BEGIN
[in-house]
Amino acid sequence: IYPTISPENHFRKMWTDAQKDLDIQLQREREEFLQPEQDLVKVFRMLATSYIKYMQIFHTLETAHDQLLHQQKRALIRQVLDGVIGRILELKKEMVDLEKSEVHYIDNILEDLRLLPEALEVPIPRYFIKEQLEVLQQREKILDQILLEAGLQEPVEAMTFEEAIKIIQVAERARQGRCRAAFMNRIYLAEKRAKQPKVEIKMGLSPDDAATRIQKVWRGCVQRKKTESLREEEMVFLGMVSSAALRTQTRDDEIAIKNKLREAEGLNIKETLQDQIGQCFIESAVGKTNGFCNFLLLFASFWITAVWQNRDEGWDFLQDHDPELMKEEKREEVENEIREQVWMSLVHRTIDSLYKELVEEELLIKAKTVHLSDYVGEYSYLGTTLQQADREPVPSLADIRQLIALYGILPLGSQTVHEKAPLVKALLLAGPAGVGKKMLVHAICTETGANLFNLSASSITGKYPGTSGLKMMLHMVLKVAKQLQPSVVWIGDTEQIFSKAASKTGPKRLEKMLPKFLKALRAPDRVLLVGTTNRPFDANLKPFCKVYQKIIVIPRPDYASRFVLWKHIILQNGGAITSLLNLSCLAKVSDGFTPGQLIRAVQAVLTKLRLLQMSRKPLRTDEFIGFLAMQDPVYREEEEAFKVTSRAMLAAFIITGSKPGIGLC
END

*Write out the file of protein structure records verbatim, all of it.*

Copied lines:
[in-house]
Amino acid sequence: IYPTISPENHFRKMWTDAQKDLDIQLQREREEFLQPEQDLVKVFRMLATSYIKYMQIFHTLETAHDQLLHQQKRALIRQVLDGVIGRILELKKEMVDLEKSEVHYIDNILEDLRLLPEALEVPIPRYFIKEQLEVLQQREKILDQILLEAGLQEPVEAMTFEEAIKIIQVAERARQGRCRAAFMNRIYLAEKRAKQPKVEIKMGLSPDDAATRIQKVWRGCVQRKKTESLREEEMVFLGMVSSAALRTQTRDDEIAIKNKLREAEGLNIKETLQDQIGQCFIESAVGKTNGFCNFLLLFASFWITAVWQNRDEGWDFLQDHDPELMKEEKREEVENEIREQVWMSLVHRTIDSLYKELVEEELLIKAKTVHLSDYVGEYSYLGTTLQQADREPVPSLADIRQLIALYGILPLGSQTVHEKAPLVKALLLAGPAGVGKKMLVHAICTETGANLFNLSASSITGKYPGTSGLKMMLHMVLKVAKQLQPSVVWIGDTEQIFSKAASKTGPKRLEKMLPKFLKALRAPDRVLLVGTTNRPFDANLKPFCKVYQKIIVIPRPDYASRFVLWKHIILQNGGAITSLLNLSCLAKVSDGFTPGQLIRAVQAVLTKLRLLQMSRKPLRTDEFIGFLAMQDPVYREEEEAFKVTSRAMLAAFIITGSKPGIGLC